Friday Night Lights
If you were shouting “Don’t go!” at the screen and not intending the emotion solely for Coach, I feel your pain at the impending loss. Pick an episode in this emotional final season (OK, maybe not the first three), and you’ll realize why it has a special place. You know, up in the No. 1 slot, I was talking (or at least trying to explain) the difficulty of all the beauty in Treme and what the over-riding purpose and descriptive element might be. Not so tough with FNL. This is a show about moments. Always has been. Creating drama to set up a defining moment. And then shooting and acting the hell out of it. That’s what made the episode special, and that’s what made the series great. A real knack for the moment.
They cannot make episodes fast enough for me to devour my new favorite series. They just can’t. That there’s so, so much more meat on the bone here than just a guy in a crappy dog suit is, as a critic, really reassuring. But more on that in future episodes. Right now, it’s the main hook — a troubled guy sees a man in a dog suit while everyone around him sees a dog, period — that is so deeply set inside me. I can’t get enough of the simple stuff, like Wilfred circling around a few times before sitting on the couch. Or the asides about dog breath. Or Wilfred’s foul mouth. So, make more. Lots more. And hurry, FX.
I watched this so long ago (in my short-attention-span world) that it’s easy to forget. Except that I believe the show does take steps in revealing a bigger picture while never straying from the in-the-dark-about-what’s-going-on element and the characters just trying to stay alive. Mechs, skitters, cameo appearances — hell yes. I’m all in. Not only is Falling Skies pure entertainment, but it continues to surprise on many levels. You had me at post-apocalyptic, but still. I appreciate you stretching. Now, let’s blow something up.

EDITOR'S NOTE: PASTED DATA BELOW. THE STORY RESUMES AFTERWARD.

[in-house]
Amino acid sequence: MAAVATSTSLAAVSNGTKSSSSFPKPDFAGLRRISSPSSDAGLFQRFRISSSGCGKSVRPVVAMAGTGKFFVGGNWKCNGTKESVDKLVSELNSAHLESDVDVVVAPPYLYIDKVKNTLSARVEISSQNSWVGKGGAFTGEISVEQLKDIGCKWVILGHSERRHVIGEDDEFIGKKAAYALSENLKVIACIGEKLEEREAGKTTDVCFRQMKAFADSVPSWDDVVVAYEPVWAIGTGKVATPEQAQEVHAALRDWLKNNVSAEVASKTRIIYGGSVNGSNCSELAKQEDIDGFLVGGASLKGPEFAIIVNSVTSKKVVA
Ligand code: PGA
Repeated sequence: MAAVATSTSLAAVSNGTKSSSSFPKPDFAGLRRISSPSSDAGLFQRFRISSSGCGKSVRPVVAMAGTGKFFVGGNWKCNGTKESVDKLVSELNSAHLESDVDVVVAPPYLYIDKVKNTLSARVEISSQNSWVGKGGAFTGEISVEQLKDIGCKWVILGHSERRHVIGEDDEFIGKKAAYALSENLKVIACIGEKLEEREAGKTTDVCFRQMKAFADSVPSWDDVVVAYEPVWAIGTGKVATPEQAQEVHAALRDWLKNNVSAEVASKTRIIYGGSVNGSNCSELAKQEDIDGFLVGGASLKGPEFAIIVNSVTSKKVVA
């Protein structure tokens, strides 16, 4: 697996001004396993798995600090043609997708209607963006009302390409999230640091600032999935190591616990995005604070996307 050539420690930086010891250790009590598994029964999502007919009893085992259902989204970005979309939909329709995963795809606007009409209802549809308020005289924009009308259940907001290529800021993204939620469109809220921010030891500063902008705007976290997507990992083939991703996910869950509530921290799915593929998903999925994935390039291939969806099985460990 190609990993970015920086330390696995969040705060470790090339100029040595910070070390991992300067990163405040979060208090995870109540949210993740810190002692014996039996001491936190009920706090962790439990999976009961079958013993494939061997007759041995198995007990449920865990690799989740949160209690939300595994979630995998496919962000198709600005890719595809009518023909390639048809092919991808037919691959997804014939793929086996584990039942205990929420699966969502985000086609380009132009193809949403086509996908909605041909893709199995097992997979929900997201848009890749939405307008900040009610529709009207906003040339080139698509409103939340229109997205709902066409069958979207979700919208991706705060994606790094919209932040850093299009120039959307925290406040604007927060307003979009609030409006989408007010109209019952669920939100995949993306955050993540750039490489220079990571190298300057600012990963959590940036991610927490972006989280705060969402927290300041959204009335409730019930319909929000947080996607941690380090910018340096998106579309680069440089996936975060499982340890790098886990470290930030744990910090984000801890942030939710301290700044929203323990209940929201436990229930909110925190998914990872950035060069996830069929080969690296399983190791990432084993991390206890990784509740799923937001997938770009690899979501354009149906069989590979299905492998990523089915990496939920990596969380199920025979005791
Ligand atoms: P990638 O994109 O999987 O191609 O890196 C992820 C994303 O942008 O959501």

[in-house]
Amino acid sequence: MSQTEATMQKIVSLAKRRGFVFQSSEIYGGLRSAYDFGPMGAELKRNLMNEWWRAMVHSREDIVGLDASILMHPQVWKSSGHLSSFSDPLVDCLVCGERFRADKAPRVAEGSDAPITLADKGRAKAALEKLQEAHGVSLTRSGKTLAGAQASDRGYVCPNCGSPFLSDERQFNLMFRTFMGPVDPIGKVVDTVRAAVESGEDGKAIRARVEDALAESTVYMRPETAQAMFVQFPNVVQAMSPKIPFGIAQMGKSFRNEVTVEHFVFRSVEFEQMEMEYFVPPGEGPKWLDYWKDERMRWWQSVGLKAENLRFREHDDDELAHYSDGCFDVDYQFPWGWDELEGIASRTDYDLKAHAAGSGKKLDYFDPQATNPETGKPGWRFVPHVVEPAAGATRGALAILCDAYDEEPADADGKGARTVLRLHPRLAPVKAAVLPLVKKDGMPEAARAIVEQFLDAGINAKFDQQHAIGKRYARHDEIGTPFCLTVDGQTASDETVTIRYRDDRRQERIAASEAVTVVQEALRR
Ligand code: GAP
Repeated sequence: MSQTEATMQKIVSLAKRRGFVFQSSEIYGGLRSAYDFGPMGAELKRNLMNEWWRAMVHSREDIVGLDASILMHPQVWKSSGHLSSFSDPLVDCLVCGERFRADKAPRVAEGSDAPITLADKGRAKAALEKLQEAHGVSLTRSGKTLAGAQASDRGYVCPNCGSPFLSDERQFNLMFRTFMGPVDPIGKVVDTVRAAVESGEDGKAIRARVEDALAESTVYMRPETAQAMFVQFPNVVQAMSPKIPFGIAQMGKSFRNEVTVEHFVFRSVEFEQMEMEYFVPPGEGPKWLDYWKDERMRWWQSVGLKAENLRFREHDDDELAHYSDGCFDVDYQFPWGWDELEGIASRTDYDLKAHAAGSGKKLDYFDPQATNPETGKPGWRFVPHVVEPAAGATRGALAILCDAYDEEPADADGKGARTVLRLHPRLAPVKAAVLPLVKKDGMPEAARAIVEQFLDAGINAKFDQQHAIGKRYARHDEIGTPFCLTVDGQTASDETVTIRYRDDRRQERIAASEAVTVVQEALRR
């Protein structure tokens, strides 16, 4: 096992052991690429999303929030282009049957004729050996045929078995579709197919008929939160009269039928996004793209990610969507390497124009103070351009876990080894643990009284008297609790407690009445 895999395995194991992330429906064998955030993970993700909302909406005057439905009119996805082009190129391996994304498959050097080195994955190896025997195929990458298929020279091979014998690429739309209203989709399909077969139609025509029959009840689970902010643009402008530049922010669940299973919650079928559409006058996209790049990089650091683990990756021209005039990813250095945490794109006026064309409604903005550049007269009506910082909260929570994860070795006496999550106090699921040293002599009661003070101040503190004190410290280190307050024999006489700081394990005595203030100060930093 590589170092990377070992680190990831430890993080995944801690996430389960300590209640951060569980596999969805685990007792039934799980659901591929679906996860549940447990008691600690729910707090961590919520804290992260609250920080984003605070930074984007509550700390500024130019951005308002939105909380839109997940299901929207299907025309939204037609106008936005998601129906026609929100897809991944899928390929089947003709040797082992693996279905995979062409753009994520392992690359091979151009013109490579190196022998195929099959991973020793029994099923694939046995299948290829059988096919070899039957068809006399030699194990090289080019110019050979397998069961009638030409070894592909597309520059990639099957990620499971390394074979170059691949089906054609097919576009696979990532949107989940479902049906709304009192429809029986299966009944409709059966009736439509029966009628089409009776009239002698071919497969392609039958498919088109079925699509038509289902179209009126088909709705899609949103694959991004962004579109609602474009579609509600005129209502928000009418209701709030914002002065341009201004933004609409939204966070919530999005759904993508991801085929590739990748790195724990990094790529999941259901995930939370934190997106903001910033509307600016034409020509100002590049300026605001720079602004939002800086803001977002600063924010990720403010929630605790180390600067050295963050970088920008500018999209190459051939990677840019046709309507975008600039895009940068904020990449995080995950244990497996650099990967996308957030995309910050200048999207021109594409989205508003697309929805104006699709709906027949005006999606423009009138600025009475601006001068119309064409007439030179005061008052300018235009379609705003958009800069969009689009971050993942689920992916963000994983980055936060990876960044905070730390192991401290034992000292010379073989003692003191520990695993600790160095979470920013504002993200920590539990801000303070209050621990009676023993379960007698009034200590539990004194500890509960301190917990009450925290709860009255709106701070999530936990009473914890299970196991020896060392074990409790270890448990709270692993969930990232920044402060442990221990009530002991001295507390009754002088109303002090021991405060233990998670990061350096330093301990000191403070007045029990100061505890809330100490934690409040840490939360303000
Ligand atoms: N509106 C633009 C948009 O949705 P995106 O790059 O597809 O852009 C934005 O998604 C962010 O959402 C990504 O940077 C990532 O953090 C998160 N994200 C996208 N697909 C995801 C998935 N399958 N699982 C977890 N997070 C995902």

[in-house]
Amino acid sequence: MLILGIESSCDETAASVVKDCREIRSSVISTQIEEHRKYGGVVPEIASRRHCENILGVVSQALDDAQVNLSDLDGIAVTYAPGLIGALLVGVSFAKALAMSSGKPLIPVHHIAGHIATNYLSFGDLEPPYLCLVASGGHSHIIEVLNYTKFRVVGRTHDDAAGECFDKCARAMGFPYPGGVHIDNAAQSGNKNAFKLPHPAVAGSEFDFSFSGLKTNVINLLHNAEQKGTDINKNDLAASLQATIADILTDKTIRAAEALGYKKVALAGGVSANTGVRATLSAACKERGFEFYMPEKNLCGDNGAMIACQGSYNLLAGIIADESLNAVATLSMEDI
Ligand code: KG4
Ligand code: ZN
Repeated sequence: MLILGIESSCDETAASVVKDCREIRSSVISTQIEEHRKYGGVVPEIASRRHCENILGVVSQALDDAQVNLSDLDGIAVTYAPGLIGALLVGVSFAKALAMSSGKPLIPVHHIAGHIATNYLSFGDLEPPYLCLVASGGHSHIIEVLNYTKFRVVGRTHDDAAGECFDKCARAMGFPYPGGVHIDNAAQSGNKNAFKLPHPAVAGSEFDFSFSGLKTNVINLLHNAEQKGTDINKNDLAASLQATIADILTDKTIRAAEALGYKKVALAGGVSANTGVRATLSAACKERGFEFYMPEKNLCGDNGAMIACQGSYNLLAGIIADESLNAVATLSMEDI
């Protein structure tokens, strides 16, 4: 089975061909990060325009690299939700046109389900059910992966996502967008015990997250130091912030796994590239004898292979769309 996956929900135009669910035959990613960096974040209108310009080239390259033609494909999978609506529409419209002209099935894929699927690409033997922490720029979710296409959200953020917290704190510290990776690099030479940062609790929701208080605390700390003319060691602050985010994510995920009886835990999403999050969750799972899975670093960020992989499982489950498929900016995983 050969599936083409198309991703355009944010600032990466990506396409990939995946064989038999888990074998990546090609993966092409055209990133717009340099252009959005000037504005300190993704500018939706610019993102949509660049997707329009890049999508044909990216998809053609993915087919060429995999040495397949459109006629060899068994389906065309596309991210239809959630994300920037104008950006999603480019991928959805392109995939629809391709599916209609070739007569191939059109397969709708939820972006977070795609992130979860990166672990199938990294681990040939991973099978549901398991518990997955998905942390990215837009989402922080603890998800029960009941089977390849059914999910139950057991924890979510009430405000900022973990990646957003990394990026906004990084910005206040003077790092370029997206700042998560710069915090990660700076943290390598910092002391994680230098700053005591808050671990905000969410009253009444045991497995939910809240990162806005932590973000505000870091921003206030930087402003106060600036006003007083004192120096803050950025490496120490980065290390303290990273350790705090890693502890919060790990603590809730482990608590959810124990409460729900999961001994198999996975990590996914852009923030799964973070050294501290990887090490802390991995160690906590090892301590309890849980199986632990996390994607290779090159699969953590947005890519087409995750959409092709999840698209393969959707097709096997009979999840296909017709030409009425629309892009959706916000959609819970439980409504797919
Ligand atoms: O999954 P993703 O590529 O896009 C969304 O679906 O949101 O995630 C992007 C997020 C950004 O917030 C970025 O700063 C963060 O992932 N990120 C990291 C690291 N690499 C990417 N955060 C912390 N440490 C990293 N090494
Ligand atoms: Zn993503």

Louie isn’t for everyone but should be. I came up with that and will allow FX to use it as it pleases. Because it’s true, even if you have to hold people down and force them to watch while wallowing in their uncomfortableness. Oh, and it’s funny. That I love Wilfred more doesn’t mean I don’t love you as well, just differently. Wink.
When a show like this can count Nick Offerman as a recurring guest and then — and then! — add Thomas Lennon like it’s no big deal, well you’ve got perhaps the best playground ever for comic actors. Lennon pretty much steals and/or improves anything he’s in, so he’s welcome anywhere if you ask me. And you didn’t, but you should have.
Well, let’s be clear and fair here. The downward arrow — the one ranking drop — in no way has anything to do with the episode or quality. We just went from The Magnificent Seven to The Great Eight. So deal with it, because I’m tired of talking about love. And feelings. And being all nice. Then again, I suppose that’s actually the nature of these rankings. I spread my anger and bile on shows that have no possible chance of getting here, then show my sweet side here. Um, InBetweeners is a lot of things — great, even — but I’m not sure sweet is one of its main traits. Familiar, yes. Cross cultural in its ability to express the outrageousness, wonder and stupidity of coming of age, yes. But not so much sweet. Let’s keep it that way, yeah? (I wanted to end with a sentence that was both declarative and asked a question, which I find one of the oddest tics of our fine cousins across the pond.)
In Peril: We are a small band, we eight. Not many to drop out of disappointment. On the other hand, next week is the finale of Treme. So that sucks in technicolor.
In the Mix: I should really get to those other Brit shows. My bad. Oh, and shhhhhhh with all this chatter about the “blue sky” shows that are everywhere. As I mentioned more than once in past weeks — ain’t gonna happen.
Out: Game of Thrones and The Killing both ended their runs. And that’s all I’m saying at this point. No need to pile on.